For battery charging, the highly efficient step-down (buck) configuration is usually the topology of choice. But a different approach is required if special conditions prevail: if the supply voltage is less than the battery voltage, or (worse) if the supply voltage ranges above and below the battery voltage. The charger might need to accommodate one of several voltage sources, depending on to which is active, and it might need to charge batteries with different cell counts. All of these requirements can be met with the Figure 1
circuit, which charges 1 to 15 cells from an input of 4V to 15V.
Figure 1. This versatile battery charger is built around the controller IC, which is forced to produce an average current at an amplitude regulated by the op amp.
The topology shown is the single-ended, primary-inductance converter (SEPIC), which is notable for its step-up/step-down capability. The controller (IC1) usually regulates an output voltage, but in this case the resistive dividers at pin 3 keep the feedback unsatisfied, causing the system to produce current pulses at a level determined by its current-limit circuitry. To regulate charging current, the op amp adjusts Q1's current limit by comparing the R2 voltage (proportional to charging current) with a voltage derived from the reference in IC1. S1 and S2 let you set the charging-current level.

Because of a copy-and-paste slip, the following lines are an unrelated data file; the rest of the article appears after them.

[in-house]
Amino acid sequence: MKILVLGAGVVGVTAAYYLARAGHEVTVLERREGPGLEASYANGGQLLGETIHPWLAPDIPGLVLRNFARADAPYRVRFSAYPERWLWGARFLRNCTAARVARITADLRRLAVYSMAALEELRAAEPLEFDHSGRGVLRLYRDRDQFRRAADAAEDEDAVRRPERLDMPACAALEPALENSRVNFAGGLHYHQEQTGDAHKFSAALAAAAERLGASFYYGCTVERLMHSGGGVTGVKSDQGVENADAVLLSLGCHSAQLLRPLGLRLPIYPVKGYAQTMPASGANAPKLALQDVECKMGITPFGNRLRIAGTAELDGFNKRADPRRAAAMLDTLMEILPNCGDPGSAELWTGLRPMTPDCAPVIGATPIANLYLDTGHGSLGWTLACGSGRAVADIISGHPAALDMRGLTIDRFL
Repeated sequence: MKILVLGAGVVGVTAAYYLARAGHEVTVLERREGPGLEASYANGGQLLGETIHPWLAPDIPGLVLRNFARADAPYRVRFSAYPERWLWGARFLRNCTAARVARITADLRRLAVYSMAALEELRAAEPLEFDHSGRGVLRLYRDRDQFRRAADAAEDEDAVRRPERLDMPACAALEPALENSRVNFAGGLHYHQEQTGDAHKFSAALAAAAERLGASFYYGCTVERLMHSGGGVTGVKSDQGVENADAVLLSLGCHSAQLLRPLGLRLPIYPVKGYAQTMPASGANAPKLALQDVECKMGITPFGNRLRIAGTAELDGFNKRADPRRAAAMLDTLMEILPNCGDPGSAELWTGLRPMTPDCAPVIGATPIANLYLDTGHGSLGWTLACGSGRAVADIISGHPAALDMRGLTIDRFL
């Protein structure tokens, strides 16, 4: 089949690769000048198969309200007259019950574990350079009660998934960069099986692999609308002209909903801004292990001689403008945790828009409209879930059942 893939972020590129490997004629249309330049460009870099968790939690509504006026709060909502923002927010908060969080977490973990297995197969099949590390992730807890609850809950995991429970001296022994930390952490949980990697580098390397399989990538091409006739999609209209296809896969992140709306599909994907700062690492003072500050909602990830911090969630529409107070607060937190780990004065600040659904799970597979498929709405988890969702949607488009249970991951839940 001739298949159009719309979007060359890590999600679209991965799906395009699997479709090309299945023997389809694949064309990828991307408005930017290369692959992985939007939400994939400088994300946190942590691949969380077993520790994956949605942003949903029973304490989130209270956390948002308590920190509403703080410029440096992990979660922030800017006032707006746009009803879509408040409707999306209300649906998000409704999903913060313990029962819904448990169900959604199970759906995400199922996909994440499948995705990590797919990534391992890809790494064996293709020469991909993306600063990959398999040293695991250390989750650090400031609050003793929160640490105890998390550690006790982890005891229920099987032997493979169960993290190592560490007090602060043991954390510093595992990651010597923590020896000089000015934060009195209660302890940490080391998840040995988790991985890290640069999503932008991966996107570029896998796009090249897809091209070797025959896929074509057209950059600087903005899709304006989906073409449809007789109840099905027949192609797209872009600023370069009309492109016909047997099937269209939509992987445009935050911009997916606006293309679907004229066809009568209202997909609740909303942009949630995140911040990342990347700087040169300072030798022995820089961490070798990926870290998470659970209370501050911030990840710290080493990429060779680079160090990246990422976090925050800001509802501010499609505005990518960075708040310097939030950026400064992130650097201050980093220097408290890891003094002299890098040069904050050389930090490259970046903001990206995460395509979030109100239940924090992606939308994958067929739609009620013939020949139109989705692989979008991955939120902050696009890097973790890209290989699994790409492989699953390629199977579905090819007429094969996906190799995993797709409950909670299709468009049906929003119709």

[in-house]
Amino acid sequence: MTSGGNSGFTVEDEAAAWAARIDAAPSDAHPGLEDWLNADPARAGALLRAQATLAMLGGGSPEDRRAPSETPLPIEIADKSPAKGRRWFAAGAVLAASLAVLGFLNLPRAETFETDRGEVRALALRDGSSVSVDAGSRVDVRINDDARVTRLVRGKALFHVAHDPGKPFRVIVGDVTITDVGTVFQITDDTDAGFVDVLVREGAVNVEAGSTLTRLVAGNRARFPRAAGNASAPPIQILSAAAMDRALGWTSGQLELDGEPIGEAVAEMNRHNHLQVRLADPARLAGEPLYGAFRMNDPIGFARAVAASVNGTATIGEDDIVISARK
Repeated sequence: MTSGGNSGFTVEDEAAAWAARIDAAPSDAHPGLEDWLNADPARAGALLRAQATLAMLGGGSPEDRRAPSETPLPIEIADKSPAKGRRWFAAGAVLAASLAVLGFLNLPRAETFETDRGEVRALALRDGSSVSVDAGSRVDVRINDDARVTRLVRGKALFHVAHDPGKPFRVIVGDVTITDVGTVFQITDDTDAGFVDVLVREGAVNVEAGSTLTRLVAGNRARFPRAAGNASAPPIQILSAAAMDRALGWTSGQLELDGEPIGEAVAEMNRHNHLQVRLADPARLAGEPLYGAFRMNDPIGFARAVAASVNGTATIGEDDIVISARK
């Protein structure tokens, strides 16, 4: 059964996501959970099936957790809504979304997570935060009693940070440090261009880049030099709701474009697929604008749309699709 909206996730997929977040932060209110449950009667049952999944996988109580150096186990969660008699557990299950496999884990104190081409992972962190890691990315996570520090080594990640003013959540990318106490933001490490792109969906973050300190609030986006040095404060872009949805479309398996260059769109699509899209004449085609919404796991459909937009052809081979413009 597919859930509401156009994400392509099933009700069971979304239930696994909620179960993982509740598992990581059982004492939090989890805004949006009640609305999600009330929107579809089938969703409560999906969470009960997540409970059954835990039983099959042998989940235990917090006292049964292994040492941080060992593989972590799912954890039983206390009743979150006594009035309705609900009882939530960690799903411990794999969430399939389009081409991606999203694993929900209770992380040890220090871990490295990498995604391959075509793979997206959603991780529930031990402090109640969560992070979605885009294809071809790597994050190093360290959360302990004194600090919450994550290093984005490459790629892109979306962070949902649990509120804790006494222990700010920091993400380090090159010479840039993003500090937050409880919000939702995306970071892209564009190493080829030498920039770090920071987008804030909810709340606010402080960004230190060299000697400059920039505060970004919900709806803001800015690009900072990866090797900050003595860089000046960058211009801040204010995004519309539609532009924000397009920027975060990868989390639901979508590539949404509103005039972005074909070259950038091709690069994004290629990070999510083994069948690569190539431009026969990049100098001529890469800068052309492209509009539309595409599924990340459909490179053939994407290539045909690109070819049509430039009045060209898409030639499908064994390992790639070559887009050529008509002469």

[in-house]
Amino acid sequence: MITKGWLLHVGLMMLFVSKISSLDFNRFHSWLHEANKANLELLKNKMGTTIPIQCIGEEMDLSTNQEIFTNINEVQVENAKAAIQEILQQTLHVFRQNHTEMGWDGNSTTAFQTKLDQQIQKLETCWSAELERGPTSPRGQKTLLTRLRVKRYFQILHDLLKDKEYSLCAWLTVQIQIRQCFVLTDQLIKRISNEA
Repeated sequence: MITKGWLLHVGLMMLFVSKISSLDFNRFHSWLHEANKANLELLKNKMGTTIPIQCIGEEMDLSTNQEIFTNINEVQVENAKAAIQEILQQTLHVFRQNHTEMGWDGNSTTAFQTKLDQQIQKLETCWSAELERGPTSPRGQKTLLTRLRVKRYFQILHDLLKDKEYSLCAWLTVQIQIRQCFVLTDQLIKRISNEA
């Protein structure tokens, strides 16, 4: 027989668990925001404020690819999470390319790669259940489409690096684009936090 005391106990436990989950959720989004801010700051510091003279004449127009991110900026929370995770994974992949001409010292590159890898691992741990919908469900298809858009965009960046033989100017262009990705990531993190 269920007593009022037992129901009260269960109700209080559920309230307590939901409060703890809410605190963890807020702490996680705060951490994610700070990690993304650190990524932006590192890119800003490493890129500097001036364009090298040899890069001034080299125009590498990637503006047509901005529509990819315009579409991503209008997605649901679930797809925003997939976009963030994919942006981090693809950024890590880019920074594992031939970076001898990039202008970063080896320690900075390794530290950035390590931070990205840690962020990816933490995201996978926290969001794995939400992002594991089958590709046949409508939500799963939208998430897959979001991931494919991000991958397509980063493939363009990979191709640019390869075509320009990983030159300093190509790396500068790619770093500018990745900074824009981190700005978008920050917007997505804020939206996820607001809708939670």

The maximum Q1 current set by R1 (4A) is within the capability of L1, but it allows some saturation and heating. If this peak inductor current is insufficient, IOUT
will fall gracefully short of the desired maximum value (1A). If VIN
is high and VOUT
is low, you can obtain more charging current by changing resistor values at the op amp's inverting input. Otherwise, higher current requires that you set a higher peak current by lowering R1. In that case, L1, L2, C1, and C2 must be larger to withstand the higher currents.
To limit the voltage stresses on Q1, C1, C2, and D1, the resistor values connected at pin 3 of IC1 set a maximum output voltage of 28V across the battery. You can extend this voltage by adjusting the resistors, but note that Q1 and D1 must withstand slightly more than VIN
, and the coupling capacitor (C1) must withstand VIN
. The full charging current flows through C1, so be sure that any substitutes can handle the required voltage and the ripple current. C1 and C2 are nonpolarized ceramic capacitors, but maintain the polarities shown if you substitute polarized capacitors.
As shown, the maximum VIN
is about 15V. This value can be higher if you limit the supply voltage applied to IC1 (pin 2). Either add a linear regulator for this purpose, or replace the MAX770 with a MAX773, which takes its power from a built-in shunt regulator. Note that any coupling between L1 and L2 will assume the polarities shown by the dots, but circuit operation does not depend on such coupling.